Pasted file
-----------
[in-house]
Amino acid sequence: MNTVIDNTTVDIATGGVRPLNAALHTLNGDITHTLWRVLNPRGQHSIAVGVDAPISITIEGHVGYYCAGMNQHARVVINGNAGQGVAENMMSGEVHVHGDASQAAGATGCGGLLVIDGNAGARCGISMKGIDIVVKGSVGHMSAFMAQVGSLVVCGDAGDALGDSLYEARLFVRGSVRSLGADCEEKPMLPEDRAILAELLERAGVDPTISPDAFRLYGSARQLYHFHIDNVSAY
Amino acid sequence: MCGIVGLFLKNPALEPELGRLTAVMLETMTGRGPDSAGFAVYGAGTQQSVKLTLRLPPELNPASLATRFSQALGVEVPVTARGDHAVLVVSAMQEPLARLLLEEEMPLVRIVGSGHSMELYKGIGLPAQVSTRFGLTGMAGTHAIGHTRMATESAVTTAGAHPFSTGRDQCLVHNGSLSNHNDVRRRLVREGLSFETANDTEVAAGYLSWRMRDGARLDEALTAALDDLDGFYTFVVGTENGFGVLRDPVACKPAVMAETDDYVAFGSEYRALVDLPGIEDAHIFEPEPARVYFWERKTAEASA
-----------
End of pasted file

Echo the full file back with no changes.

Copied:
[in-house]
Amino acid sequence: MNTVIDNTTVDIATGGVRPLNAALHTLNGDITHTLWRVLNPRGQHSIAVGVDAPISITIEGHVGYYCAGMNQHARVVINGNAGQGVAENMMSGEVHVHGDASQAAGATGCGGLLVIDGNAGARCGISMKGIDIVVKGSVGHMSAFMAQVGSLVVCGDAGDALGDSLYEARLFVRGSVRSLGADCEEKPMLPEDRAILAELLERAGVDPTISPDAFRLYGSARQLYHFHIDNVSAY
Amino acid sequence: MCGIVGLFLKNPALEPELGRLTAVMLETMTGRGPDSAGFAVYGAGTQQSVKLTLRLPPELNPASLATRFSQALGVEVPVTARGDHAVLVVSAMQEPLARLLLEEEMPLVRIVGSGHSMELYKGIGLPAQVSTRFGLTGMAGTHAIGHTRMATESAVTTAGAHPFSTGRDQCLVHNGSLSNHNDVRRRLVREGLSFETANDTEVAAGYLSWRMRDGARLDEALTAALDDLDGFYTFVVGTENGFGVLRDPVACKPAVMAETDDYVAFGSEYRALVDLPGIEDAHIFEPEPARVYFWERKTAEASA